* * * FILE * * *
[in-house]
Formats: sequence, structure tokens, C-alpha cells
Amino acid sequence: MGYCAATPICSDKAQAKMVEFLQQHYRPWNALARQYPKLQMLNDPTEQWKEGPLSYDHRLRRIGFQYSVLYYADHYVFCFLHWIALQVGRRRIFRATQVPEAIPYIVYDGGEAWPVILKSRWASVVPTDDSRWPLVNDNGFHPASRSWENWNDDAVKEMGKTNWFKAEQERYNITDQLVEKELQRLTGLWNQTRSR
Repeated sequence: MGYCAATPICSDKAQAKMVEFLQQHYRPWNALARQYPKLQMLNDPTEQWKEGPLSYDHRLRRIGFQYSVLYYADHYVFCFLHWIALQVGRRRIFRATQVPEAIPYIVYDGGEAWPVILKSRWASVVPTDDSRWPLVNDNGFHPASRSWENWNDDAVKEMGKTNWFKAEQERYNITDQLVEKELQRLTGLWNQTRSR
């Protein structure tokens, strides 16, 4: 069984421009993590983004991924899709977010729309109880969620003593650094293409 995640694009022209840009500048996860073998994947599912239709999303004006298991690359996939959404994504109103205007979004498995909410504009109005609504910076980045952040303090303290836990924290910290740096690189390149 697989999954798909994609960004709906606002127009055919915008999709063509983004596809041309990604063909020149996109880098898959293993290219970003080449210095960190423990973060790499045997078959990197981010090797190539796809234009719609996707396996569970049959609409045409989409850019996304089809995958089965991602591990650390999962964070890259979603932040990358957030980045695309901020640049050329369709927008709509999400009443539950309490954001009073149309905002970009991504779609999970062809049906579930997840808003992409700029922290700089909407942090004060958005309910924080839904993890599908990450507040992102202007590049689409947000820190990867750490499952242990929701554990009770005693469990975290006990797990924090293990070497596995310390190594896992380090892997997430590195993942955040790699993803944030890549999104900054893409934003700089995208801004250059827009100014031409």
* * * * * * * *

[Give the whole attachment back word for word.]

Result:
[in-house]
Formats: sequence, structure tokens, C-alpha cells
Amino acid sequence: MGYCAATPICSDKAQAKMVEFLQQHYRPWNALARQYPKLQMLNDPTEQWKEGPLSYDHRLRRIGFQYSVLYYADHYVFCFLHWIALQVGRRRIFRATQVPEAIPYIVYDGGEAWPVILKSRWASVVPTDDSRWPLVNDNGFHPASRSWENWNDDAVKEMGKTNWFKAEQERYNITDQLVEKELQRLTGLWNQTRSR
Repeated sequence: MGYCAATPICSDKAQAKMVEFLQQHYRPWNALARQYPKLQMLNDPTEQWKEGPLSYDHRLRRIGFQYSVLYYADHYVFCFLHWIALQVGRRRIFRATQVPEAIPYIVYDGGEAWPVILKSRWASVVPTDDSRWPLVNDNGFHPASRSWENWNDDAVKEMGKTNWFKAEQERYNITDQLVEKELQRLTGLWNQTRSR
């Protein structure tokens, strides 16, 4: 069984421009993590983004991924899709977010729309109880969620003593650094293409 995640694009022209840009500048996860073998994947599912239709999303004006298991690359996939959404994504109103205007979004498995909410504009109005609504910076980045952040303090303290836990924290910290740096690189390149 697989999954798909994609960004709906606002127009055919915008999709063509983004596809041309990604063909020149996109880098898959293993290219970003080449210095960190423990973060790499045997078959990197981010090797190539796809234009719609996707396996569970049959609409045409989409850019996304089809995958089965991602591990650390999962964070890259979603932040990358957030980045695309901020640049050329369709927008709509999400009443539950309490954001009073149309905002970009991504779609999970062809049906579930997840808003992409700029922290700089909407942090004060958005309910924080839904993890599908990450507040992102202007590049689409947000820190990867750490499952242990929701554990009770005693469990975290006990797990924090293990070497596995310390190594896992380090892997997430590195993942955040790699993803944030890549999104900054893409934003700089995208801004250059827009100014031409």